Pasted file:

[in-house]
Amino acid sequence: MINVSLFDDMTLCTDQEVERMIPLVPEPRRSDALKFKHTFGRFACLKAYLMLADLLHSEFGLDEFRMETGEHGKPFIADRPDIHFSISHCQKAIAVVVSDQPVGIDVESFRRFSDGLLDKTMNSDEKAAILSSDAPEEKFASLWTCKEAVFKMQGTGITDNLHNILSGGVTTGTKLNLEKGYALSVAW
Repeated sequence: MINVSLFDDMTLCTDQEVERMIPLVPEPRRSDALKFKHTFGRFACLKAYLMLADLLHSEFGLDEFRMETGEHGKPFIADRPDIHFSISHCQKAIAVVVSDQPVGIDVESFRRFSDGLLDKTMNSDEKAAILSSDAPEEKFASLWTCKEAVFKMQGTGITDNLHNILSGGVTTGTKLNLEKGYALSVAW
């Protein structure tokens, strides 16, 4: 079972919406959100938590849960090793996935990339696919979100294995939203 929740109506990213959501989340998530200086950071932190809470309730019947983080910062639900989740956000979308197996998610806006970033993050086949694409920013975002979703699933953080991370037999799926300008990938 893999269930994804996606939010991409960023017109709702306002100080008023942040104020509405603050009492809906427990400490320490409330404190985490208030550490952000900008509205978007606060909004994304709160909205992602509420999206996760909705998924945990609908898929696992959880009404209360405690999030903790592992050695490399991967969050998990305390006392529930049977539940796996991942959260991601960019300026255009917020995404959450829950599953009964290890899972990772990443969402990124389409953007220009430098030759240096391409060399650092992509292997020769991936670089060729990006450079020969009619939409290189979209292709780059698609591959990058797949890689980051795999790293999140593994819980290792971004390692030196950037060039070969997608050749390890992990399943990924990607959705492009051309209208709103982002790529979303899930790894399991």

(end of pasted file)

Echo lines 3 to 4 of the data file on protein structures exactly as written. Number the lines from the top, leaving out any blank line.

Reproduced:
Repeated sequence: MINVSLFDDMTLCTDQEVERMIPLVPEPRRSDALKFKHTFGRFACLKAYLMLADLLHSEFGLDEFRMETGEHGKPFIADRPDIHFSISHCQKAIAVVVSDQPVGIDVESFRRFSDGLLDKTMNSDEKAAILSSDAPEEKFASLWTCKEAVFKMQGTGITDNLHNILSGGVTTGTKLNLEKGYALSVAW
């Protein structure tokens, strides 16, 4: 079972919406959100938590849960090793996935990339696919979100294995939203 929740109506990213959501989340998530200086950071932190809470309730019947983080910062639900989740956000979308197996998610806006970033993050086949694409920013975002979703699933953080991370037999799926300008990938 893999269930994804996606939010991409960023017109709702306002100080008023942040104020509405603050009492809906427990400490320490409330404190985490208030550490952000900008509205978007606060909004994304709160909205992602509420999206996760909705998924945990609908898929696992959880009404209360405690999030903790592992050695490399991967969050998990305390006392529930049977539940796996991942959260991601960019300026255009917020995404959450829950599953009964290890899972990772990443969402990124389409953007220009430098030759240096391409060399650092992509292997020769991936670089060729990006450079020969009619939409290189979209292709780059698609591959990058797949890689980051795999790293999140593994819980290792971004390692030196950037060039070969997608050749390890992990399943990924990607959705492009051309209208709103982002790529979303899930790894399991």